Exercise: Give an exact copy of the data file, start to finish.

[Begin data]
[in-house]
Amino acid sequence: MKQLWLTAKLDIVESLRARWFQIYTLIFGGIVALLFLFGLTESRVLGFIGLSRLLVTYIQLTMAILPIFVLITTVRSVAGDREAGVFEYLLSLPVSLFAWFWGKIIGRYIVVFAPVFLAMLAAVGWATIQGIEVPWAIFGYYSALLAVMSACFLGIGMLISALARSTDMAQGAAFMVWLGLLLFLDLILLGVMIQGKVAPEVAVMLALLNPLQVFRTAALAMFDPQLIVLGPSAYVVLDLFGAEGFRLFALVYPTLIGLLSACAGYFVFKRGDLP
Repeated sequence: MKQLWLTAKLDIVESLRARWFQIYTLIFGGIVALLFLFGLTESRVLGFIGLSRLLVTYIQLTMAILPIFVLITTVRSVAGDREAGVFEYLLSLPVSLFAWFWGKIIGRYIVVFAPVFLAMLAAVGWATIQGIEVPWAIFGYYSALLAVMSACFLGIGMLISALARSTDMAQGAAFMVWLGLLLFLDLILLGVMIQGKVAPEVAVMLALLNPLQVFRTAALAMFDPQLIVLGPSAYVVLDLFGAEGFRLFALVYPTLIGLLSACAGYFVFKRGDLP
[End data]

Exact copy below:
[in-house]
Amino acid sequence: MKQLWLTAKLDIVESLRARWFQIYTLIFGGIVALLFLFGLTESRVLGFIGLSRLLVTYIQLTMAILPIFVLITTVRSVAGDREAGVFEYLLSLPVSLFAWFWGKIIGRYIVVFAPVFLAMLAAVGWATIQGIEVPWAIFGYYSALLAVMSACFLGIGMLISALARSTDMAQGAAFMVWLGLLLFLDLILLGVMIQGKVAPEVAVMLALLNPLQVFRTAALAMFDPQLIVLGPSAYVVLDLFGAEGFRLFALVYPTLIGLLSACAGYFVFKRGDLP
Repeated sequence: MKQLWLTAKLDIVESLRARWFQIYTLIFGGIVALLFLFGLTESRVLGFIGLSRLLVTYIQLTMAILPIFVLITTVRSVAGDREAGVFEYLLSLPVSLFAWFWGKIIGRYIVVFAPVFLAMLAAVGWATIQGIEVPWAIFGYYSALLAVMSACFLGIGMLISALARSTDMAQGAAFMVWLGLLLFLDLILLGVMIQGKVAPEVAVMLALLNPLQVFRTAALAMFDPQLIVLGPSAYVVLDLFGAEGFRLFALVYPTLIGLLSACAGYFVFKRGDLP